- Role of the Advanced Practice Nurse
- Nursing Research Methods
- Managing Complex Healthcare Systems
- Advanced Pharmacology
- Advanced Physiology/Pathophysiology
- Quality Outcomes and Financial Management in Healthcare Organizations
- Health Policy and Health Promotion in Advanced Nursing Practice
Top Nurse Administrator Programs in the United States
According to the U.S. News and World Report the following schools offer the best Nurse Administrator programs in 2018:
- University of Pennsylvania
- University of Alabama-Birmingham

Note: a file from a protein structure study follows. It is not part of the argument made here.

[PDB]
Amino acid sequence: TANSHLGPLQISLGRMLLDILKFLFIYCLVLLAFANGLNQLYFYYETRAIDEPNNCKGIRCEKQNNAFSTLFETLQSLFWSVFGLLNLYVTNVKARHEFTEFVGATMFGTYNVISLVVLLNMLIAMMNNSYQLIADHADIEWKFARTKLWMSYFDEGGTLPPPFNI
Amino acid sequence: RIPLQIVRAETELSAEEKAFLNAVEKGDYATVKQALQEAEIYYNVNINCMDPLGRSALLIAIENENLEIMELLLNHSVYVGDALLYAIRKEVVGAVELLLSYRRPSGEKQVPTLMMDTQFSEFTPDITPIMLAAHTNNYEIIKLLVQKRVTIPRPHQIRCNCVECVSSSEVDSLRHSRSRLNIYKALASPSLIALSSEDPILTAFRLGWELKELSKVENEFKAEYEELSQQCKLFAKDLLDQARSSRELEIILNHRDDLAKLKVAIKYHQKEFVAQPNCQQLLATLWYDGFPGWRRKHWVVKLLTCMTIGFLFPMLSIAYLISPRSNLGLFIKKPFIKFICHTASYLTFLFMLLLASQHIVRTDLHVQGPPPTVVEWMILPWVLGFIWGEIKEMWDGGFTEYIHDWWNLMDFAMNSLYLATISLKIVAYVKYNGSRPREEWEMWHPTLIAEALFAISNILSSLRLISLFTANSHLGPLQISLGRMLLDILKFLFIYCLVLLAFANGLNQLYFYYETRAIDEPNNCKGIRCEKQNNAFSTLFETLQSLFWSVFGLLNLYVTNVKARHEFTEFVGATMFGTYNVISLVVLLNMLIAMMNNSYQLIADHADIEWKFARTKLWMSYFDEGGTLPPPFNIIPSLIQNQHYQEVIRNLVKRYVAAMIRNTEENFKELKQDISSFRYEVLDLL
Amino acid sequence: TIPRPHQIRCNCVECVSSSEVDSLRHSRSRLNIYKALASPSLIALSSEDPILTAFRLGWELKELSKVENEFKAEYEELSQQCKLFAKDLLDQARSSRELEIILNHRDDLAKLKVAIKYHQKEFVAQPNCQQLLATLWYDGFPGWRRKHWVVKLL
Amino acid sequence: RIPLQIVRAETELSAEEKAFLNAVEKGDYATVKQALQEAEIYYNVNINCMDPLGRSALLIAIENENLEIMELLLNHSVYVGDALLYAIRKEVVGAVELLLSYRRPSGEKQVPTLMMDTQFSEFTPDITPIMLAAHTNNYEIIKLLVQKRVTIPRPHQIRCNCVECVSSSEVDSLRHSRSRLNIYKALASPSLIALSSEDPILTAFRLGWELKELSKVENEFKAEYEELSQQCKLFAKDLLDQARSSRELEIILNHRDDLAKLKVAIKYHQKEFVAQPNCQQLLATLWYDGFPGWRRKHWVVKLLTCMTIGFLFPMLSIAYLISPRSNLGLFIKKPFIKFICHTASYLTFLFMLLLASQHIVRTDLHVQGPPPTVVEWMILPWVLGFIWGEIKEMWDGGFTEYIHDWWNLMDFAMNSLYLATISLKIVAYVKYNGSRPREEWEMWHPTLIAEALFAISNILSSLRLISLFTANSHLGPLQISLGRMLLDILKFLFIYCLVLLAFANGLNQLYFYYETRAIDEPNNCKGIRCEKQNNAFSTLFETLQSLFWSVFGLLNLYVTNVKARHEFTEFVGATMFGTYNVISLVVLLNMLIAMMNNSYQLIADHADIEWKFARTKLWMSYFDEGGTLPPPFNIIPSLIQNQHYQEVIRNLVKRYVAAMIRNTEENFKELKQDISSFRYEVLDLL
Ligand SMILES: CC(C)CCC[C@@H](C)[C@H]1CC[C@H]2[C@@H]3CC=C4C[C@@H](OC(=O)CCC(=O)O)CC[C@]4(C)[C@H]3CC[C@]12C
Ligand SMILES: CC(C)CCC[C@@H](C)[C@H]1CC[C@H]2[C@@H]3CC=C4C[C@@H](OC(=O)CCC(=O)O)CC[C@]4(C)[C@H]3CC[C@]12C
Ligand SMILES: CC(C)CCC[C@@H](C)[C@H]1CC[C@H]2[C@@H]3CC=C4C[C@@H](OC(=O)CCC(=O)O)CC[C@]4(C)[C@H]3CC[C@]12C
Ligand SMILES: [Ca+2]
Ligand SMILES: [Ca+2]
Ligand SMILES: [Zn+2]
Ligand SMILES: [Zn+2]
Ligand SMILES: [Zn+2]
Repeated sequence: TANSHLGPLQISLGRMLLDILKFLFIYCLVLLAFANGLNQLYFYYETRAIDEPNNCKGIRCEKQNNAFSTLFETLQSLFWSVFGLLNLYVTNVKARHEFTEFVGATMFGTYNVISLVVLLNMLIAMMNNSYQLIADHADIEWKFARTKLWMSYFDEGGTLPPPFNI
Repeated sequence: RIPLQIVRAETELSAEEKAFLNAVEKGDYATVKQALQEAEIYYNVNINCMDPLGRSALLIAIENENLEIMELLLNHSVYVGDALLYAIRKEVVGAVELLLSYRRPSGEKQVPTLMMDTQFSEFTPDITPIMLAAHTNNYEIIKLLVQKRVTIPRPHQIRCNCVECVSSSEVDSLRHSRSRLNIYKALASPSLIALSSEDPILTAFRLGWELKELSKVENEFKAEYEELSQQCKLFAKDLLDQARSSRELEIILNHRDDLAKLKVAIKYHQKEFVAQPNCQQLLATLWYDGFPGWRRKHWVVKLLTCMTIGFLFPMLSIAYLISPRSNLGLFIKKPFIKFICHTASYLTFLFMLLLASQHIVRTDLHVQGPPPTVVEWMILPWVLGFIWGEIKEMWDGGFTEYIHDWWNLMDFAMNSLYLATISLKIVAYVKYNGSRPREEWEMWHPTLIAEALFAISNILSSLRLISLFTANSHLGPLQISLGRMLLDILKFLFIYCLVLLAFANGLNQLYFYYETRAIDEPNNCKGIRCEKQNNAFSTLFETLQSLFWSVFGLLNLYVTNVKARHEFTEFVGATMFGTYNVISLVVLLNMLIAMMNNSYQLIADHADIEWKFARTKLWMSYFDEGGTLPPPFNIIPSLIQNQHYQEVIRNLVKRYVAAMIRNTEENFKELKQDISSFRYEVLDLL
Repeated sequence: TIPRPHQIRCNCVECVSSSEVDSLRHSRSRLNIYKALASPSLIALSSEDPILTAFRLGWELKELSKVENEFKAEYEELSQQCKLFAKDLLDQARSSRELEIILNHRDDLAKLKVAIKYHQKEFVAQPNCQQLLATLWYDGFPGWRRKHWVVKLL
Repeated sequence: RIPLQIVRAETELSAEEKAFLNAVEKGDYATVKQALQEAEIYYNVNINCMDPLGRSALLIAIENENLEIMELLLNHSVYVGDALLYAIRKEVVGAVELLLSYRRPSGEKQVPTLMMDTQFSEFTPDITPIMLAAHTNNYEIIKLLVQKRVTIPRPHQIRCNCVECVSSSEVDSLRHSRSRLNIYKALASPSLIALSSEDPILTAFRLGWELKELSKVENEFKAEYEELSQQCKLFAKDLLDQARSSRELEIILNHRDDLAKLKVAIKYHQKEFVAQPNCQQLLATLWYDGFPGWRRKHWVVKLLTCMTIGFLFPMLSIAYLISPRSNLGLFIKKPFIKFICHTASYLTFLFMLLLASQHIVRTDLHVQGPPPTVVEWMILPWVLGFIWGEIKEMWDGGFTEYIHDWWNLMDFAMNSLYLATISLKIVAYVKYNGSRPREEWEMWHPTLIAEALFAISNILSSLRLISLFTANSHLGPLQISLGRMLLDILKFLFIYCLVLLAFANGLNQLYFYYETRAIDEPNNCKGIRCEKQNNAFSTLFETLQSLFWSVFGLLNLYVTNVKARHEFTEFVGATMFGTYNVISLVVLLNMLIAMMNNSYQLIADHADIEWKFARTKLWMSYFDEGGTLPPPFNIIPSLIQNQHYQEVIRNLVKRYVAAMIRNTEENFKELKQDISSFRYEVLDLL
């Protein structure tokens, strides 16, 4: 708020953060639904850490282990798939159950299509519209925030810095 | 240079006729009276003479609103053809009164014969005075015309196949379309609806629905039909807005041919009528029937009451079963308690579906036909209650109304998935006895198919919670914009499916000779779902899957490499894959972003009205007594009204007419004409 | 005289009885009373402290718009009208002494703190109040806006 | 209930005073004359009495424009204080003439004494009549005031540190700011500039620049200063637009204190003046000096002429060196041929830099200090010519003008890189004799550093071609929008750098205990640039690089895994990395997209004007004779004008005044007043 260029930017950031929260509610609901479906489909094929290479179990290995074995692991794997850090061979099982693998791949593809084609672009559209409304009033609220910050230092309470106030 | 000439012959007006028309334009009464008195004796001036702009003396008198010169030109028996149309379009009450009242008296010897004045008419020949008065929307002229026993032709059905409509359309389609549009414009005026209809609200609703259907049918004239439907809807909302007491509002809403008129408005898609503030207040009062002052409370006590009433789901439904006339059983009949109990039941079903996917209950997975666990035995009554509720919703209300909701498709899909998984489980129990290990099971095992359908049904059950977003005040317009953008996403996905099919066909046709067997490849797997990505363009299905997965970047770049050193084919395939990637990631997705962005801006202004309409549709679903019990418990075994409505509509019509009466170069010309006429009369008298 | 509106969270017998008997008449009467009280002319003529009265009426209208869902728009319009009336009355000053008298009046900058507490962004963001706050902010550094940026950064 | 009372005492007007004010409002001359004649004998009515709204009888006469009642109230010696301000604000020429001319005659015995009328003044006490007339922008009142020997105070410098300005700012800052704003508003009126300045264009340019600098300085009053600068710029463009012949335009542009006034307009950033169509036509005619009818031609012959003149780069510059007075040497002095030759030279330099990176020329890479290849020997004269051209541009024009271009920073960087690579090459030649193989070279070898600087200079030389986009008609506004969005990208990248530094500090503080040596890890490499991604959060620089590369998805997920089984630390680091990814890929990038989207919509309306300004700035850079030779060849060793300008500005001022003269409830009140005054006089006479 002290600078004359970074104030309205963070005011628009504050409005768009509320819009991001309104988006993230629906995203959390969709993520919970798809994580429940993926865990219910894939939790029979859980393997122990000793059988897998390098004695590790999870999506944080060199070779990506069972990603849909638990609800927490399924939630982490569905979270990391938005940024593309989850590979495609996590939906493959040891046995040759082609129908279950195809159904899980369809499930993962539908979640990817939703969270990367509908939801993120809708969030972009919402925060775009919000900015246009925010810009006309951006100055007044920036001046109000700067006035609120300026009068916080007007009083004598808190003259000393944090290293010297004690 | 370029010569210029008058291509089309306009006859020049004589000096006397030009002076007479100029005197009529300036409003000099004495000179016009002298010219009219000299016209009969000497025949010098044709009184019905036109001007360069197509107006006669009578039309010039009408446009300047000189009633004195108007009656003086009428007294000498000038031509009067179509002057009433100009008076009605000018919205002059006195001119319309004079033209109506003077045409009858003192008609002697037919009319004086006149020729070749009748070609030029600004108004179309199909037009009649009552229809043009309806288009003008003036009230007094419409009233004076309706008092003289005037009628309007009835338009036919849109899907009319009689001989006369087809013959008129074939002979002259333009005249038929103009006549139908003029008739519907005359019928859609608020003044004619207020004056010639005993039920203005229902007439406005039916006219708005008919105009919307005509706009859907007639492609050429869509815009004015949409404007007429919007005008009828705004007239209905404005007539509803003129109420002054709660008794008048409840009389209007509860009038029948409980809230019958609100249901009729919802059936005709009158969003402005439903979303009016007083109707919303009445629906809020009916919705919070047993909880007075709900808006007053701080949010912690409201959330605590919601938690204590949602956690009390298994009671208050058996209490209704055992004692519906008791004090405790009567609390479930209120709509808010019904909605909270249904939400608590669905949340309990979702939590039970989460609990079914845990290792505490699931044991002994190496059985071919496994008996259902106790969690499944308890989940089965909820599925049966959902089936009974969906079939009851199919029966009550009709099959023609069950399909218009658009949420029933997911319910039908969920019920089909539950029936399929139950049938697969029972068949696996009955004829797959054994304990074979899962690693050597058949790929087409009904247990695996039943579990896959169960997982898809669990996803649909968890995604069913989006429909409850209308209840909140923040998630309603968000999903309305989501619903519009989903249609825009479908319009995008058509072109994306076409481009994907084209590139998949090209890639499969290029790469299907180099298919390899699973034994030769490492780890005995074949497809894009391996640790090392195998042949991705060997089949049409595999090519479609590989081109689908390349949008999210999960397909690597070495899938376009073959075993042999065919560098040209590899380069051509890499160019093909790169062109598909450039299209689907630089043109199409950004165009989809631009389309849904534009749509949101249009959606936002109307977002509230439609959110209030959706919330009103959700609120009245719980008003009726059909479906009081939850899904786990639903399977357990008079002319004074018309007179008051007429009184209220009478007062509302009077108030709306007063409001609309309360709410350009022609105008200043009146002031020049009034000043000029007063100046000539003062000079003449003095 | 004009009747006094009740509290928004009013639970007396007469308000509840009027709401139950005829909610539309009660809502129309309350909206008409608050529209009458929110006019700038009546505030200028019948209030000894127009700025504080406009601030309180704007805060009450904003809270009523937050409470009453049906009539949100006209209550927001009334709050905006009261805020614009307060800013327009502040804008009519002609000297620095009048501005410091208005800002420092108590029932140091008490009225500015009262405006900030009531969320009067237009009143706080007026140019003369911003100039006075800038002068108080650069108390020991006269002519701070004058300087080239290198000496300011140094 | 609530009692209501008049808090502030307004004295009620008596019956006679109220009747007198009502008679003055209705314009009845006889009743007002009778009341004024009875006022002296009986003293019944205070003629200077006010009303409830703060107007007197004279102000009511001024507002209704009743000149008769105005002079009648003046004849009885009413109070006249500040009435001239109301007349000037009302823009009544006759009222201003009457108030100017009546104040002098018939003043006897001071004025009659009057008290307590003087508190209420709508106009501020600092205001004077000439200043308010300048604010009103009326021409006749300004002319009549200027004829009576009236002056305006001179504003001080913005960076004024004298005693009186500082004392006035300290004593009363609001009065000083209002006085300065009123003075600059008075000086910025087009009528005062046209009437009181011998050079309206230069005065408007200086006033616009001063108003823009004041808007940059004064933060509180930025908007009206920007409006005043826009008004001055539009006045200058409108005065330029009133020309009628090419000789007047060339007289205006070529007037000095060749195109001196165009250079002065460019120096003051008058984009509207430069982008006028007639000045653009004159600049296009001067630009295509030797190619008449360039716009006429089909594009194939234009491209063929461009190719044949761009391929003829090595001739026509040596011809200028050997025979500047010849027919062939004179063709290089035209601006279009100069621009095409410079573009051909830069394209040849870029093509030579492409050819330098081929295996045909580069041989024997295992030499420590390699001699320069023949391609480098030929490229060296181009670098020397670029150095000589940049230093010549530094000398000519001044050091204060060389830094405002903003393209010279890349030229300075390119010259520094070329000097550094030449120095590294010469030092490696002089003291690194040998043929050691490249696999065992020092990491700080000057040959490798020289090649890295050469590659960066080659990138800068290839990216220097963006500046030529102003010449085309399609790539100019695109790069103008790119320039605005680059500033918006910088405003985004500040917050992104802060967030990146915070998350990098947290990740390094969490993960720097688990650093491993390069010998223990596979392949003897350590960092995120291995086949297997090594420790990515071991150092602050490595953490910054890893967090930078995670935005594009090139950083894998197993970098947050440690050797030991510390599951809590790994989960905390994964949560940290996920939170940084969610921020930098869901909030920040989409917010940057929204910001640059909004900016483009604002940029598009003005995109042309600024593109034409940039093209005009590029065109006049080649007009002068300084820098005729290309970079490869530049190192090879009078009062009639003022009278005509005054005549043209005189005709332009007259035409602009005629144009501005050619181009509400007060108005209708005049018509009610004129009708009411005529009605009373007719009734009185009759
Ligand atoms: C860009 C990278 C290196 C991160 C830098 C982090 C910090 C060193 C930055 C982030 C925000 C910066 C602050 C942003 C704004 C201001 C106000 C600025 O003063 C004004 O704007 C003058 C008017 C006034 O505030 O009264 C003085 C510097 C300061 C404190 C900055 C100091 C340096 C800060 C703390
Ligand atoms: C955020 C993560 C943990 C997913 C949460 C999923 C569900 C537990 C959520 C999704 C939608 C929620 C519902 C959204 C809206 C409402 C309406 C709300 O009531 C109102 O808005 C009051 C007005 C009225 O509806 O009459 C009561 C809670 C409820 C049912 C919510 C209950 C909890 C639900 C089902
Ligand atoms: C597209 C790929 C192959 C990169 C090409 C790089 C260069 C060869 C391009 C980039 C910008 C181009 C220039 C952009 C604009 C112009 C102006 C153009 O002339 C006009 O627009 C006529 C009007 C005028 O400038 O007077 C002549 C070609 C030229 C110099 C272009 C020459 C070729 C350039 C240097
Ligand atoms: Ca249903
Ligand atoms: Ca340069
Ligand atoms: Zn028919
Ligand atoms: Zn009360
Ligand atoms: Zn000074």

- University of Iowa
- John Hopkin’s University
- Rush University
- University of Illinois-Chicago
Nurse Administrator Resources
Denisco, S. M., Barker, A. M., (2016). Advanced practice nursing: Essential knowledge for the profession. Burlington, MA: Jones and Barlett Learning.
- About the Author
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Lauren is a Registered Nurse and Women’s Health Nurse Practitioner who works in an OB/GYN clinic in the Boston area. She completed a Direct Entry MSN program at Boston College in May 2017 after obtaining a BS in Forensic Science and a BS in Biology from the University of New Haven, so she has special awareness of how confusing the many paths to nursing can be! She is passionate about enhancing and clarifying the nursing role globally as well as combatting human trafficking from a public health standpoint. In her free time Lauren enjoys writing and traveling.